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Radiol Oncol. 2013 Mar;47(1):50-6. doi: 10.2478/v10019-012-0046-7. Epub 2013 Feb 1.

Hypofractionated stereotactic radiotherapy for large or involving critical organs cerebral arteriovenous malformations.

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1
Radiotherapy Department, Maria Skłodowska-Curie Memorial Cancer Center and Institute of Oncology, Gliwice Branch, Gliwice, Poland.

Abstract

BACKGROUND:

The treatment of large arteriovenous malformations (AVMs) or AVMs involving eloquent regions of the brain remains a challenge. For inoperable lesions, observation, volume-staged radiosurgery or hypofractionated stereotactic radiotherapy (HFSRT) are proposed. The aim of our study was to assess the safety and efficiency of HFSRT for large AVMs located in eloquent areas of the brain.

MATERIALS AND METHODS:

An analysis of records of 49 patients irradiated for cerebral AVMs with a mean dose of 19.9 Gy (12-28 Gy) delivered in 2-4 fractions with planned gap (at least one week) between fractions. Actuarial obliteration rates and annual bleeding hazard were calculated using Kaplan-Meier survival analysis and life tables.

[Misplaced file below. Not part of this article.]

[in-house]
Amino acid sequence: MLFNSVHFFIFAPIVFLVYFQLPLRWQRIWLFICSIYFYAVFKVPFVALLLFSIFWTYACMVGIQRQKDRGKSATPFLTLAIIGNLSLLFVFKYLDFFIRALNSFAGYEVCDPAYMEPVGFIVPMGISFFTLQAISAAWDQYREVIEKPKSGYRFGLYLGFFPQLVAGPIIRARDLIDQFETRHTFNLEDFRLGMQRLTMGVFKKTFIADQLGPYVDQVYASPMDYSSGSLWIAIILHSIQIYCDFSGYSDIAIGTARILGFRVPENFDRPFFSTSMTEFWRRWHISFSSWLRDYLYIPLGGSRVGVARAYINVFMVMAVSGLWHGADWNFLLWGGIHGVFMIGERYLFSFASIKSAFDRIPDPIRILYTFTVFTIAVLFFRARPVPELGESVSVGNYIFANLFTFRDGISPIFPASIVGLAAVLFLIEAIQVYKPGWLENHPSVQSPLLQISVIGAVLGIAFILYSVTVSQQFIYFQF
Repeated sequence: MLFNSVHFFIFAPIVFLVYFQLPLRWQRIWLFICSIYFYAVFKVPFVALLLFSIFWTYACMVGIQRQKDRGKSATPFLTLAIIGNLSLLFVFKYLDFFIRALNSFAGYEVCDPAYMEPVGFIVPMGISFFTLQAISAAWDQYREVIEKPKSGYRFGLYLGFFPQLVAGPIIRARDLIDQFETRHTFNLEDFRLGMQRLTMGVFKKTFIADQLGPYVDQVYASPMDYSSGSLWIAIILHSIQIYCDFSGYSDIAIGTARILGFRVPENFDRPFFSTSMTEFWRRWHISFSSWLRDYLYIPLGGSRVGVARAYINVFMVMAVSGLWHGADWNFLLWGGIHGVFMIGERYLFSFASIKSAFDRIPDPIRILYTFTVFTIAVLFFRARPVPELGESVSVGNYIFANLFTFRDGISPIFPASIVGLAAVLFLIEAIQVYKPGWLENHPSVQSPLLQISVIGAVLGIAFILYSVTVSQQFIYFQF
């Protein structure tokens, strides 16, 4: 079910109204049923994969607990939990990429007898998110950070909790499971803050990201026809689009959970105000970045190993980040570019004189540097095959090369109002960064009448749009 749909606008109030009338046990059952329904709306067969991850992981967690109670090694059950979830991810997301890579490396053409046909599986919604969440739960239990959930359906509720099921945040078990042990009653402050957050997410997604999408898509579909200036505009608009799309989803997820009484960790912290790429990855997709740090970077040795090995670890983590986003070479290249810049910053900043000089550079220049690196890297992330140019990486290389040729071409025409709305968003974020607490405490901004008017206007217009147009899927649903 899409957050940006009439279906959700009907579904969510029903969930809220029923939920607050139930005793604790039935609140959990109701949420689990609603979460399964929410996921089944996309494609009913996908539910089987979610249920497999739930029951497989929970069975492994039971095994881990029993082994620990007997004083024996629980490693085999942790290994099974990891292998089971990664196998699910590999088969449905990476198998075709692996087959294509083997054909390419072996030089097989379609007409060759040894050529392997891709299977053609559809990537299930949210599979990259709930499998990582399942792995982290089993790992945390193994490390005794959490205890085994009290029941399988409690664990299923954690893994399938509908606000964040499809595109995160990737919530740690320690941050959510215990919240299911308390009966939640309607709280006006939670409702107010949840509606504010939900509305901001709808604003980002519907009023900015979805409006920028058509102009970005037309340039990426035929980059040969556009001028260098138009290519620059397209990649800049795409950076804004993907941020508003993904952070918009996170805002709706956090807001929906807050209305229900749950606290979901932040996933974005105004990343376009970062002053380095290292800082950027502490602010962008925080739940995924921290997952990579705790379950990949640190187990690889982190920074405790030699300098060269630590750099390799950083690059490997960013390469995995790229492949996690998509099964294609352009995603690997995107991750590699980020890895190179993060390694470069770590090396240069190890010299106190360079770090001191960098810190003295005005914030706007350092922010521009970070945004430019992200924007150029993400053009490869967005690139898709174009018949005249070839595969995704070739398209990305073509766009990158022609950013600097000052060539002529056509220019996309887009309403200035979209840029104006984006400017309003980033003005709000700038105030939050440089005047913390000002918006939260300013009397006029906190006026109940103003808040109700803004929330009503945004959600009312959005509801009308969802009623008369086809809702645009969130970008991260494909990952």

RESULTS:

Annual bleeding hazard rates were 4.5% and 1.6% after one and two years of the follow-up, respectively. Actuarial total obliteration rates were 7%, 11%, and 21% and total response rate (total and partial obliterations) 22%, 41%, and 55% after one, two and three years of the follow-up, respectively. There was a trend towards larger total obliteration rate in patients irradiated with fraction dose ≥ 8 Gy and total dose > 21 Gy for lesions of volume ≤ 8.18 cm(3) which was not observed in case of partial obliterations.

CONCLUSIONS:

HFSRT results with relatively low obliteration rate but is not associated with a significant risk of permanent neurological deficits if both total and fraction doses are adjusted to size and location of the lesion. Predictive factors for total and partial obliterations can be different; this observation, however, is not firmly supported and requires further studies.

KEYWORDS:

arteriovenous malformations; hemorrhage; hypofractionated stereotactic radiotherapy; obliteration; stereotactic radiosurgery

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